Using the jit.scissors object
jit.scissors breaks an incoming matrix into uniform rectangular regions, outputting each region as a new matrix out of separate outlets.
It is also used in these example patches:
And Jitter recipes 6, 20, and 22.
jit.scissors Tips and Workarounds
You can change the number of rows and columns with a message to jit.scissors, but the object only has as many outlets as initially defined by the @rows and @columns attributes typed as arguments. The maximum number of outlets is 256, with a max of 16 for each dimension so it is best to determine the total number of outputs desired when creating the object.
Scripting is your friend! When using objects like jit.scissors and jit.glue you sometimes have to connect a lot of inlets and outlets, particularly if you use something like a router in between. In these cases it can be really useful to take advantage of the script message to the thispatcher object. This patch creates 256 outlet jit.scissors and jit.glue objects (16 rows and 16 columns) connected through a router with 256 inlets and outlets and automatically patches it all together, along with a receive to the leftmost inlet of router to control the patching, all with the click of a button:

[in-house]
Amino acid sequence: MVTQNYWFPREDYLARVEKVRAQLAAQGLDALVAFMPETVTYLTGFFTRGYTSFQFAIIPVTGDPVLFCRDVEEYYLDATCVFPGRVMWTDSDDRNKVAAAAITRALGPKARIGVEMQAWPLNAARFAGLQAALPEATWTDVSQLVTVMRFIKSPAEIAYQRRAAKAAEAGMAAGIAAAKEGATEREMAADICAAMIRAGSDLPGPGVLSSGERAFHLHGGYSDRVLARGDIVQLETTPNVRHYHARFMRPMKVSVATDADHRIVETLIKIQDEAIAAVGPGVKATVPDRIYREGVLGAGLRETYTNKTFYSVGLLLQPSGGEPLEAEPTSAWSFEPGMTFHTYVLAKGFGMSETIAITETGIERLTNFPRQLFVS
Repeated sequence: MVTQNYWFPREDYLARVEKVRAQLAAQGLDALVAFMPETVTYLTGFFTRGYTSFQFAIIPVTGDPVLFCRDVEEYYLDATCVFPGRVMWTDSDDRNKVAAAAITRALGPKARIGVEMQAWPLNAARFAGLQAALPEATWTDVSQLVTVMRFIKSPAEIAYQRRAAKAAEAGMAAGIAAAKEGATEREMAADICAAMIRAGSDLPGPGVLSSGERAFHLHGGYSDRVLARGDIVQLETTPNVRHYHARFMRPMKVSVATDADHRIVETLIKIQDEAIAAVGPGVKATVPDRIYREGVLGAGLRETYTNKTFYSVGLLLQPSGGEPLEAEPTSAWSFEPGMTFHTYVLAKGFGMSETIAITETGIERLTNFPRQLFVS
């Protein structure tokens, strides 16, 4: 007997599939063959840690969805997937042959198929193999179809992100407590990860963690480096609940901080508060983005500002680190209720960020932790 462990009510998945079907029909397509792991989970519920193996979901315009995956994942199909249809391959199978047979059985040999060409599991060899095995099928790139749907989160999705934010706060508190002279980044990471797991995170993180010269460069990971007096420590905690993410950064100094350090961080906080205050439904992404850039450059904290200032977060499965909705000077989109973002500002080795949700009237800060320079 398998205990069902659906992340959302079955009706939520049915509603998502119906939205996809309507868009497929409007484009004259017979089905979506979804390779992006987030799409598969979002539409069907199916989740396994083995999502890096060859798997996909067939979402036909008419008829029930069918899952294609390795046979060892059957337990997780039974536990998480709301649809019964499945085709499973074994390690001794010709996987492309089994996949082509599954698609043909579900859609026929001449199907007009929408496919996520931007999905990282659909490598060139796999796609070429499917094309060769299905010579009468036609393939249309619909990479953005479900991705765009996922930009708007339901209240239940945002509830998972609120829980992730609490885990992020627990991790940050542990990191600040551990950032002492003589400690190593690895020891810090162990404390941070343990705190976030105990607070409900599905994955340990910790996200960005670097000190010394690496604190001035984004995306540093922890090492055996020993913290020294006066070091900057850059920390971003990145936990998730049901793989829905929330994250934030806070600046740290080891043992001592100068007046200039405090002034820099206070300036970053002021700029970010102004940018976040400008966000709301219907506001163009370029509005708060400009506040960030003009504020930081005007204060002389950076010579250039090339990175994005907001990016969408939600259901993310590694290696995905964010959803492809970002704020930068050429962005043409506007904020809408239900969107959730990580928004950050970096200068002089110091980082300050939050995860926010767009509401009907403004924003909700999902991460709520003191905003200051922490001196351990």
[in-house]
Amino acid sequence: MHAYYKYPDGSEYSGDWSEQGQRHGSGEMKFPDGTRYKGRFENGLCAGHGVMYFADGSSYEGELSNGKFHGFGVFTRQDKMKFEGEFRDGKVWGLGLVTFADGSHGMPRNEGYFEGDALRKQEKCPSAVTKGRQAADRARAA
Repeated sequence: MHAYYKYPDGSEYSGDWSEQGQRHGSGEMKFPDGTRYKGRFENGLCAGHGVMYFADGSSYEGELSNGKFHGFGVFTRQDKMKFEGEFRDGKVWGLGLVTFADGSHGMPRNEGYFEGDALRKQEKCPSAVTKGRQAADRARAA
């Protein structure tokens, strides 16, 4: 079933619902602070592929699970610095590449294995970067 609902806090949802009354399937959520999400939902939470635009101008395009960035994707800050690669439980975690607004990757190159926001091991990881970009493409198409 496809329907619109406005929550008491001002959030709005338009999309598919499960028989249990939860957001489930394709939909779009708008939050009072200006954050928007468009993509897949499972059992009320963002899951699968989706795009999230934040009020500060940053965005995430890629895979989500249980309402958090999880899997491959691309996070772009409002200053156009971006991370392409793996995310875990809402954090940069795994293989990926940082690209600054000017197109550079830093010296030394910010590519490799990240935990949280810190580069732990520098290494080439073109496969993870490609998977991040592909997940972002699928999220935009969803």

Third-Party Max externals similar to the jit.scissors object
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Errors or Clarifications
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